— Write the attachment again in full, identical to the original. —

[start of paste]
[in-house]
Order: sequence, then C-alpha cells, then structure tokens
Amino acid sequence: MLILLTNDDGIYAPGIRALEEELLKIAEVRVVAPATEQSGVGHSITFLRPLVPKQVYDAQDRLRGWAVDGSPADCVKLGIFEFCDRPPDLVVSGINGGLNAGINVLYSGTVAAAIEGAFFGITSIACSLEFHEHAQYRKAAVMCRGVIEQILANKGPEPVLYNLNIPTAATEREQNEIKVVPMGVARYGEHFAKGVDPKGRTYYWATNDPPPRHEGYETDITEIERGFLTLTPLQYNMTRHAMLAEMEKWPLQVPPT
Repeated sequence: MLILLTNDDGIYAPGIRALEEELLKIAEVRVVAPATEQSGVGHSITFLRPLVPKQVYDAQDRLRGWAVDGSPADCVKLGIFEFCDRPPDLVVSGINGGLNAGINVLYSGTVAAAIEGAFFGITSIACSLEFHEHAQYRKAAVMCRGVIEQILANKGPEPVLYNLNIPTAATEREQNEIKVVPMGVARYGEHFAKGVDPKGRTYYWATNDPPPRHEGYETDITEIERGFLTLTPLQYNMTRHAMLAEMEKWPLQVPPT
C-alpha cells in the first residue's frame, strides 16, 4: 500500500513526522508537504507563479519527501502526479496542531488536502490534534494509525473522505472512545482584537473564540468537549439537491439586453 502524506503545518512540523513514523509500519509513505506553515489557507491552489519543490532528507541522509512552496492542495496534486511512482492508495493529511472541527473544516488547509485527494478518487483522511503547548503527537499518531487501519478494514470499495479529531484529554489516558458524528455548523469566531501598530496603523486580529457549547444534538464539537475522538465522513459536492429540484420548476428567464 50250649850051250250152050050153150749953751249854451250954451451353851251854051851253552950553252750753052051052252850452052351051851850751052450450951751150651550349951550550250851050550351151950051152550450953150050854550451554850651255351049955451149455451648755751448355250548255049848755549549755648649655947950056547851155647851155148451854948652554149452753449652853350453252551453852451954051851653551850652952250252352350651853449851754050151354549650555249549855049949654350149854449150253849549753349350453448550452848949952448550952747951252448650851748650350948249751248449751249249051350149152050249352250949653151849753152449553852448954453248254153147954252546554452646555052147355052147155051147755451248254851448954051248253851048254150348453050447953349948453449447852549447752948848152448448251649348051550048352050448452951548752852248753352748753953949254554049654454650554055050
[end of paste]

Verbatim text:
[in-house]
Order: sequence, then C-alpha cells, then structure tokens
Amino acid sequence: MLILLTNDDGIYAPGIRALEEELLKIAEVRVVAPATEQSGVGHSITFLRPLVPKQVYDAQDRLRGWAVDGSPADCVKLGIFEFCDRPPDLVVSGINGGLNAGINVLYSGTVAAAIEGAFFGITSIACSLEFHEHAQYRKAAVMCRGVIEQILANKGPEPVLYNLNIPTAATEREQNEIKVVPMGVARYGEHFAKGVDPKGRTYYWATNDPPPRHEGYETDITEIERGFLTLTPLQYNMTRHAMLAEMEKWPLQVPPT
Repeated sequence: MLILLTNDDGIYAPGIRALEEELLKIAEVRVVAPATEQSGVGHSITFLRPLVPKQVYDAQDRLRGWAVDGSPADCVKLGIFEFCDRPPDLVVSGINGGLNAGINVLYSGTVAAAIEGAFFGITSIACSLEFHEHAQYRKAAVMCRGVIEQILANKGPEPVLYNLNIPTAATEREQNEIKVVPMGVARYGEHFAKGVDPKGRTYYWATNDPPPRHEGYETDITEIERGFLTLTPLQYNMTRHAMLAEMEKWPLQVPPT
C-alpha cells in the first residue's frame, strides 16, 4: 500500500513526522508537504507563479519527501502526479496542531488536502490534534494509525473522505472512545482584537473564540468537549439537491439586453 502524506503545518512540523513514523509500519509513505506553515489557507491552489519543490532528507541522509512552496492542495496534486511512482492508495493529511472541527473544516488547509485527494478518487483522511503547548503527537499518531487501519478494514470499495479529531484529554489516558458524528455548523469566531501598530496603523486580529457549547444534538464539537475522538465522513459536492429540484420548476428567464 50250649850051250250152050050153150749953751249854451250954451451353851251854051851253552950553252750753052051052252850452052351051851850751052450450951751150651550349951550550250851050550351151950051152550450953150050854550451554850651255351049955451149455451648755751448355250548255049848755549549755648649655947950056547851155647851155148451854948652554149452753449652853350453252551453852451954051851653551850652952250252352350651853449851754050151354549650555249549855049949654350149854449150253849549753349350453448550452848949952448550952747951252448650851748650350948249751248449751249249051350149152050249352250949653151849753152449553852448954453248254153147954252546554452646555052147355052147155051147755451248254851448954051248253851048254150348453050447953349948453449447852549447752948848152448448251649348051550048352050448452951548752852248753352748753953949254554049654454650554055050